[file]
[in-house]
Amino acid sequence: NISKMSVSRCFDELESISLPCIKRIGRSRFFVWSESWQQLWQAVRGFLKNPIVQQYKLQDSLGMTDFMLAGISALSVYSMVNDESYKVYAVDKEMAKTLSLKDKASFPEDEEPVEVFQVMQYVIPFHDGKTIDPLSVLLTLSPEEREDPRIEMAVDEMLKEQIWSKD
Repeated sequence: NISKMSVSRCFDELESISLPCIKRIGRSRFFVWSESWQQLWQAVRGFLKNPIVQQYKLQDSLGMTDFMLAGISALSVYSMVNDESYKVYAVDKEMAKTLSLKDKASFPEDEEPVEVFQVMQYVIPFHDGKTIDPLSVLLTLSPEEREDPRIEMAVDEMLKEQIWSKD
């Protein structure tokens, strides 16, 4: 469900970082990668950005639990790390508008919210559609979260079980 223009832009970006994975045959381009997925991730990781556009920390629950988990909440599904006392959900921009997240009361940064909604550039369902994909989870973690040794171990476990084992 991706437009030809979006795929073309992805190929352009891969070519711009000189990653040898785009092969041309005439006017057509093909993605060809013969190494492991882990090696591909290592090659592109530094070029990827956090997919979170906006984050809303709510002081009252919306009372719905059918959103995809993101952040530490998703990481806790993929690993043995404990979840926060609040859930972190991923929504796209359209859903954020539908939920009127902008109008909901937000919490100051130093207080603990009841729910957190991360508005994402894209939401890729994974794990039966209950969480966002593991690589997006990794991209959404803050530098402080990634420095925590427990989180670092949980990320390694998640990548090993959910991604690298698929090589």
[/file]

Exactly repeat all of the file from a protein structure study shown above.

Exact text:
[in-house]
Amino acid sequence: NISKMSVSRCFDELESISLPCIKRIGRSRFFVWSESWQQLWQAVRGFLKNPIVQQYKLQDSLGMTDFMLAGISALSVYSMVNDESYKVYAVDKEMAKTLSLKDKASFPEDEEPVEVFQVMQYVIPFHDGKTIDPLSVLLTLSPEEREDPRIEMAVDEMLKEQIWSKD
Repeated sequence: NISKMSVSRCFDELESISLPCIKRIGRSRFFVWSESWQQLWQAVRGFLKNPIVQQYKLQDSLGMTDFMLAGISALSVYSMVNDESYKVYAVDKEMAKTLSLKDKASFPEDEEPVEVFQVMQYVIPFHDGKTIDPLSVLLTLSPEEREDPRIEMAVDEMLKEQIWSKD
């Protein structure tokens, strides 16, 4: 469900970082990668950005639990790390508008919210559609979260079980 223009832009970006994975045959381009997925991730990781556009920390629950988990909440599904006392959900921009997240009361940064909604550039369902994909989870973690040794171990476990084992 991706437009030809979006795929073309992805190929352009891969070519711009000189990653040898785009092969041309005439006017057509093909993605060809013969190494492991882990090696591909290592090659592109530094070029990827956090997919979170906006984050809303709510002081009252919306009372719905059918959103995809993101952040530490998703990481806790993929690993043995404990979840926060609040859930972190991923929504796209359209859903954020539908939920009127902008109008909901937000919490100051130093207080603990009841729910957190991360508005994402894209939401890729994974794990039966209950969480966002593991690589997006990794991209959404803050530098402080990634420095925590427990989180670092949980990320390694998640990548090993959910991604690298698929090589």